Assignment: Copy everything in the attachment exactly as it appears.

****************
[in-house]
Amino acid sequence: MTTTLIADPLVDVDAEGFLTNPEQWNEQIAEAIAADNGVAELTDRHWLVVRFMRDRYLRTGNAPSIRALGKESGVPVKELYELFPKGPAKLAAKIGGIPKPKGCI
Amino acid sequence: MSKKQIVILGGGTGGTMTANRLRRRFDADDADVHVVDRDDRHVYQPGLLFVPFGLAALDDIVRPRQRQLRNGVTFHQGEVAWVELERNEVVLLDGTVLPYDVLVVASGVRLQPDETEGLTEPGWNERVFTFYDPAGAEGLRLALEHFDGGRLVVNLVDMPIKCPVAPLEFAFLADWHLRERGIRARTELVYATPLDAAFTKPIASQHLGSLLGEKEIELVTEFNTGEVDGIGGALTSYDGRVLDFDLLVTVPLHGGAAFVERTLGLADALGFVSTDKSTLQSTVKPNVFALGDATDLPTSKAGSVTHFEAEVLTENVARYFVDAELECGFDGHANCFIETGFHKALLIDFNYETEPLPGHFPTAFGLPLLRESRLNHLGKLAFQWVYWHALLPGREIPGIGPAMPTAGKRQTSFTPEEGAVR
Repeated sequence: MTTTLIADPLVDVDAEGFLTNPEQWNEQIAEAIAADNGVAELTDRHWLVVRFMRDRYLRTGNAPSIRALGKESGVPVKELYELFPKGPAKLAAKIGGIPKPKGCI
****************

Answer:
[in-house]
Amino acid sequence: MTTTLIADPLVDVDAEGFLTNPEQWNEQIAEAIAADNGVAELTDRHWLVVRFMRDRYLRTGNAPSIRALGKESGVPVKELYELFPKGPAKLAAKIGGIPKPKGCI
Amino acid sequence: MSKKQIVILGGGTGGTMTANRLRRRFDADDADVHVVDRDDRHVYQPGLLFVPFGLAALDDIVRPRQRQLRNGVTFHQGEVAWVELERNEVVLLDGTVLPYDVLVVASGVRLQPDETEGLTEPGWNERVFTFYDPAGAEGLRLALEHFDGGRLVVNLVDMPIKCPVAPLEFAFLADWHLRERGIRARTELVYATPLDAAFTKPIASQHLGSLLGEKEIELVTEFNTGEVDGIGGALTSYDGRVLDFDLLVTVPLHGGAAFVERTLGLADALGFVSTDKSTLQSTVKPNVFALGDATDLPTSKAGSVTHFEAEVLTENVARYFVDAELECGFDGHANCFIETGFHKALLIDFNYETEPLPGHFPTAFGLPLLRESRLNHLGKLAFQWVYWHALLPGREIPGIGPAMPTAGKRQTSFTPEEGAVR
Repeated sequence: MTTTLIADPLVDVDAEGFLTNPEQWNEQIAEAIAADNGVAELTDRHWLVVRFMRDRYLRTGNAPSIRALGKESGVPVKELYELFPKGPAKLAAKIGGIPKPKGCI